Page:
Recently I was with my friend Jeff Patton, one of the pioneers in applying Agile to product organizations, and he told that he has been advocating the term "Opportunity Backlog" as an alternative to the product roadmap.
Many companies I meet are confused about roles and responsibilities. They're not sure the difference between product managers and project managers, or between product managers and product marketing, or between product managers and interaction designers, as just a few common examples.
One thing I love to do when I visit with companies is collect their favorite quotes and mantras. It helps me to understand their culture and their values. We all deal with certain truths about building technology products, and I find that certain quotes resonate strongly with people and help them internalize important concepts or ideas. For this article, I thought I'd share my current list of favorites.
Normally I like to keep my newsletters to discussions of organization, process and best practices that I believe apply to nearly all technology companies, and I limit the number of product-specific techniques I discuss because of that. I save the product-specific techniques for my direct work with companies so that I can be sure it's relevant.
Jane is supporting the launch of Product X, a new release her company is really excited about. She is on the marketing team. Armed with her launch checklist, she schedules a meeting with John, the product manager. At the meeting, John answers all of her questions, draws a market segmentation on the white board, and talks about the key features and why they are important. Jane takes lots of notes and asks John to review what she sends him.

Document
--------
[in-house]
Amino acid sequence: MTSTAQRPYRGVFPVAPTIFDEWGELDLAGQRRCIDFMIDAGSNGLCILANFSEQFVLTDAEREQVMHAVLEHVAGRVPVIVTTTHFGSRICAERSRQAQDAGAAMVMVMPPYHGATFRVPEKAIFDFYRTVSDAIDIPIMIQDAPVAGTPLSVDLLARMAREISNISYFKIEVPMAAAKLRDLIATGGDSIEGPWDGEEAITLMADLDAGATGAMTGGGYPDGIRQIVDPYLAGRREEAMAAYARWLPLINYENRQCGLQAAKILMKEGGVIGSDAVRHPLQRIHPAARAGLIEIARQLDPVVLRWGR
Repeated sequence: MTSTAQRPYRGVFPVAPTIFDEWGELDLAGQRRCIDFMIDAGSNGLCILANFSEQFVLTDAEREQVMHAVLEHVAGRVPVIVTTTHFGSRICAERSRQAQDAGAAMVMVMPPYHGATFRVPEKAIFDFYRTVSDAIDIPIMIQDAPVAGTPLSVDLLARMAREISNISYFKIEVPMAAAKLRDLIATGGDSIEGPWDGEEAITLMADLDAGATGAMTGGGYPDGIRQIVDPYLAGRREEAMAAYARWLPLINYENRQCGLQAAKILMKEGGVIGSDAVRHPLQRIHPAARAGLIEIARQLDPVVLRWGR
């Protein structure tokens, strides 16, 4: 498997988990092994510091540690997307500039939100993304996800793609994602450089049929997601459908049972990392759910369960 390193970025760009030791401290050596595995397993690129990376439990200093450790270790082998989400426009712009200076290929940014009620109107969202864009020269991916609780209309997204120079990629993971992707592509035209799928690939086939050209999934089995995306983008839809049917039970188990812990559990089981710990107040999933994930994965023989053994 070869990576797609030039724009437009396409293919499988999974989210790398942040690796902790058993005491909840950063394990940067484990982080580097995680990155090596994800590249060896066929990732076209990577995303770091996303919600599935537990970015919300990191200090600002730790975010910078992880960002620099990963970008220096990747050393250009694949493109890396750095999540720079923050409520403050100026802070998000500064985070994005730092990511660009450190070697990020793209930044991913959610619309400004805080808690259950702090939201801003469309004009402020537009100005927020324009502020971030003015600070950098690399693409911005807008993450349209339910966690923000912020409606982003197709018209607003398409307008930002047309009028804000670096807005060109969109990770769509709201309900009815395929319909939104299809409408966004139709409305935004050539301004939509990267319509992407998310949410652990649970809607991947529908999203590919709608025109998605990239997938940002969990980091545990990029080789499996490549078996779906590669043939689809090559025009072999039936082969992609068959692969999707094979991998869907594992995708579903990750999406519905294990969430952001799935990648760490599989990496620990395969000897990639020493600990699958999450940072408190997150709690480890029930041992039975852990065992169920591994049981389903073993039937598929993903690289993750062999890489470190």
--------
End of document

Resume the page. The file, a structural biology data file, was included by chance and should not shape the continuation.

I consistently get asked questions like the following: "Just look at Facebook/Amazon/Google (usually one of those three). Don't you think they have a terrible product? How could they possibly be so successful?"
I have written earlier about the differences between user prototypes (simulations intended to test the user experience), and live-data prototypes (actual code intended to send live traffic to in order to test real behavior). See http://www.svpg.com/product-discovery-with-live-data-prototypes/
Recently I was asked by a very smart CTO: "I understand the need for a great user experience designer, but if we have a strong designer, and that person is paired with a strong technology lead, do we really still need a product manager?"
To continue on the series of articles describing the critically important concept of Minimum Viable Product (MVP), in this article I wanted to contrast the concept of Viable Product with what I call "Minimal Product."
If I were starting my career in product today, I would do anything I could to get into a very innovative program at Stanford called the Stanford Design School (aka "d.school"). I absolutely love the curriculum and the faculty. But this article is not really about this program.